What are the differences between restorative yoga and yin yoga?

It makes sense that restorative yoga and yin yoga are sometimes confused with one another. These two practices are similar in many ways. They’re both slow, receptive, calming, cooling, and oftentimes, they both emphasize contemplative teachings.

These two practices do have some essential differences though. I often get asked how these two forms of yoga are different from each other, so watch the video and read the post to learn more:

In comparison to a more “yang” practice, restorative yoga and yin yoga are both “yin”. Yang yoga is active and dynamic, whereas, restorative and yin yoga have qualities that are yin; they’re both slow and passive to a degree.

Restorative yoga was mostly created by B.K.S Iyengar. It was then further developed and popularized by teachers such as Judith Lasater. The restorative practice was originally created to help students who were ill, unwell, or injured. Props were used to support the body so that the student could experience the benefits of particular postures without needing strength or as much mobility as an active practice requires. It was originally created to support students with specific concerns, but it can also be used by anyone looking to create deep rest and restoration in their practice.

The term yin yoga is a relatively new term that is used to describe a form of practice where postures are held, mostly on the floor, for longer periods of time in a passive way. These long holds put pressure on the connective tissues leading to healthier joints, and hydration in the fascia. Keep in mind, the practice of holding poses is not new and pre-dates the term “yin yoga”.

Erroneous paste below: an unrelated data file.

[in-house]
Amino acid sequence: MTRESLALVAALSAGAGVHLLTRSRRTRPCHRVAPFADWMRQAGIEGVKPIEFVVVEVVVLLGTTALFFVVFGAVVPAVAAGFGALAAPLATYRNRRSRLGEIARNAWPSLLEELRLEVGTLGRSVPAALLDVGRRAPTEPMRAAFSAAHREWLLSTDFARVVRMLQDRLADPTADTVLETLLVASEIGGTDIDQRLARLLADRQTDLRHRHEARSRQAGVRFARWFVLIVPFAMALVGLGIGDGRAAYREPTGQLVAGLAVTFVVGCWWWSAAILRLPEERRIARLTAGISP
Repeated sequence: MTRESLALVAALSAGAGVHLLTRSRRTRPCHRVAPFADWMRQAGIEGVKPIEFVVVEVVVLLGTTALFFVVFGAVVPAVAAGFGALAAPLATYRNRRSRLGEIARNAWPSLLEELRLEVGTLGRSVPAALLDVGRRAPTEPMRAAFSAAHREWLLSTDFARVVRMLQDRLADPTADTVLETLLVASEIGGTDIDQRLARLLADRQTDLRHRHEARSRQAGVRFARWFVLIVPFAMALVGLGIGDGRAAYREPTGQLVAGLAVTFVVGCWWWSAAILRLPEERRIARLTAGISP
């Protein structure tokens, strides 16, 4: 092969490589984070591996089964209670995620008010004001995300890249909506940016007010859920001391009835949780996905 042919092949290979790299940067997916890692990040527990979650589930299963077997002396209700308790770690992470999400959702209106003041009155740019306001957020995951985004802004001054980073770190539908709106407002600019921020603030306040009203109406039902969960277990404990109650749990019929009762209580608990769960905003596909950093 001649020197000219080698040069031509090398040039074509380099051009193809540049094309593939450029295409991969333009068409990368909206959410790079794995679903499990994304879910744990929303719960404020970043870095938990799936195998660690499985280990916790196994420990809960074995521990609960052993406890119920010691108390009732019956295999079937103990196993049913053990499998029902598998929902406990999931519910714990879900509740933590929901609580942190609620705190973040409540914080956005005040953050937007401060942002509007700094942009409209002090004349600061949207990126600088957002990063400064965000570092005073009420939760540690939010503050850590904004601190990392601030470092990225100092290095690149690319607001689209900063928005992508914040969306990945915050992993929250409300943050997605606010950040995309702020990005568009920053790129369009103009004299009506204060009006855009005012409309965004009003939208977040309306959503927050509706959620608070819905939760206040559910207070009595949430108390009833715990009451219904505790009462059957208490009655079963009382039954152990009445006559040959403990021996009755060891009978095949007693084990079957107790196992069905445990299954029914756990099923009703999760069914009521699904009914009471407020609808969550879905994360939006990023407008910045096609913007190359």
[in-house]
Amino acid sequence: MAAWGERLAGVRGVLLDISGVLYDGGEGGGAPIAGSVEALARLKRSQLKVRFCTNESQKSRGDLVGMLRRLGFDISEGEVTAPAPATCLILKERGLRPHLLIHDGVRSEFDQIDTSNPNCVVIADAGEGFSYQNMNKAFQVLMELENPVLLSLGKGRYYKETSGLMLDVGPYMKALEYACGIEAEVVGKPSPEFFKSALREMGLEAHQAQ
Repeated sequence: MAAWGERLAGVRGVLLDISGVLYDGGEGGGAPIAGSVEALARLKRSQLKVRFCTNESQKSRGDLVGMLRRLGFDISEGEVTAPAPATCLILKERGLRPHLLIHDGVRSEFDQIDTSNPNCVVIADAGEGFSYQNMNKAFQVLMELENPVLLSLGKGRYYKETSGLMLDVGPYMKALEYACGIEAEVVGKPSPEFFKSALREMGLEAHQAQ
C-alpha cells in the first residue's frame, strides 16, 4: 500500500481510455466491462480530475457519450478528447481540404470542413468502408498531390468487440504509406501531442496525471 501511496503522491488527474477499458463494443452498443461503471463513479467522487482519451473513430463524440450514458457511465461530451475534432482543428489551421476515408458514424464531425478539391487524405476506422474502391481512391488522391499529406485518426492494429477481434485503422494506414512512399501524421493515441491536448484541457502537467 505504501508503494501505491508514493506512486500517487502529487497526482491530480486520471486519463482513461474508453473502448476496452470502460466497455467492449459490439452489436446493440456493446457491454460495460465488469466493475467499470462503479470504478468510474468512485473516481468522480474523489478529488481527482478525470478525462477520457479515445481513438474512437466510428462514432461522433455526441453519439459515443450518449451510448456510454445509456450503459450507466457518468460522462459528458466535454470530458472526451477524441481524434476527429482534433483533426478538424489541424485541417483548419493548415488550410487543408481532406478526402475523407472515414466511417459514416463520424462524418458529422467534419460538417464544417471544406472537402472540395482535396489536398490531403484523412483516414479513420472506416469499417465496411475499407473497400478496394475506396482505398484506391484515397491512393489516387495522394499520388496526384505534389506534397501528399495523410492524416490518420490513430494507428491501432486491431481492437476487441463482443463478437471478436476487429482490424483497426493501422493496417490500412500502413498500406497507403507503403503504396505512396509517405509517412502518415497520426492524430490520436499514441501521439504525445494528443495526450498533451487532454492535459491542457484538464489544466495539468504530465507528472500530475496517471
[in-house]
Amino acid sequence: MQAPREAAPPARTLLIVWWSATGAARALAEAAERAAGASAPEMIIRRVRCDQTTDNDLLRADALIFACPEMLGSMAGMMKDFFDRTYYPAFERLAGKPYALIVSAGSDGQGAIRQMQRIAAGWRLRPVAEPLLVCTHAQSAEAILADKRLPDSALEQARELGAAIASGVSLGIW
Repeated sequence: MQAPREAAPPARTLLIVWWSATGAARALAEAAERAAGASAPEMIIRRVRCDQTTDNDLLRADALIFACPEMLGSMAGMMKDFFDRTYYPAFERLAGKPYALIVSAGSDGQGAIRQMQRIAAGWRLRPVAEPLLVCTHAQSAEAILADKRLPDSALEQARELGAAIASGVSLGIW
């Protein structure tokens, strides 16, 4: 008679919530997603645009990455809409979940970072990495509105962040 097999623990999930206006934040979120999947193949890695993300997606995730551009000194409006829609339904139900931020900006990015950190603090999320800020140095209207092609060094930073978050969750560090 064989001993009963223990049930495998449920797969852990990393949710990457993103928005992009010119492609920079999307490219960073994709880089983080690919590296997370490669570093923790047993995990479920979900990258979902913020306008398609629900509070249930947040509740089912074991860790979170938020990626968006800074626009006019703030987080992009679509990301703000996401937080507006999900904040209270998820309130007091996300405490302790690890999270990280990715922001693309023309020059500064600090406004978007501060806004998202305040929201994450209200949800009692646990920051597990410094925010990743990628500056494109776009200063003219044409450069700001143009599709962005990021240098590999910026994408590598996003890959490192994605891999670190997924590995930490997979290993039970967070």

The practice of restorative yoga uses props to aid in relaxation of the body and mind. As a student rests in a pose for a longer period of time, they are encouraged to release and let go. Postures are designed to support the deep interior of the body, including the organs. It’s common for poses to be held between 5-20 minutes. In this form of practice, the body is set up with props in a way that usually elicits very little sensation. This encourages the parasympathetic system to “turn on” leading to relaxation.

There is a spectrum of relaxation in restorative yoga. Some restorative yoga is extremely gentle but there are times when a more active pose is practiced in a restorative way. For example, doing an active forward fold and supporting the head, or practicing a supported backbend on a chair could be considered more restorative. Even though there is active engagement in some parts of the body, other parts of the body are supported and encouraged to release.

In the yin yoga style we are looking for sensation. Yin yoga relies on the theory that tissues need appropriate stress to become resilient, more supple, and strong. Yin yoga puts pressure on the connective tissue and ligaments through holding passive postures, mostly on the floor, over a longer period of time. Usually around 2-5 minutes. As a persons practice matures, they may hold poses for longer periods of time. In yin yoga, poses are done with less prop support. This is so the pose puts pressure or stress on the tissues and joints leading to mobility, circulation and flexibility.

Yin yoga can be relaxing and calming, but because the tissues are being pressurized and sensation is present we’re not always completely comfortable. Yin yoga can also be “restorative”, in the sense that it helps to restore the vital energies of the body.

These two systems are also differentiated by the sets of postures used. To learn more about yin yoga postures you can check out my yin yoga tutorials which you’ll find here. You can find examples of restorative poses here and here.

Keep in mind, there is some crossover of poses between the two systems. In this case, determining whether it’s a yin pose or a restorative pose will be dependant on how the pose is set up, what props are used, and how much/what kind of sensation is being experienced.

As you can see, there are many differences and similarities between these two systems. This is a big topic, so let me know in the comments below what you think! What are your thoughts about restorative and yin?

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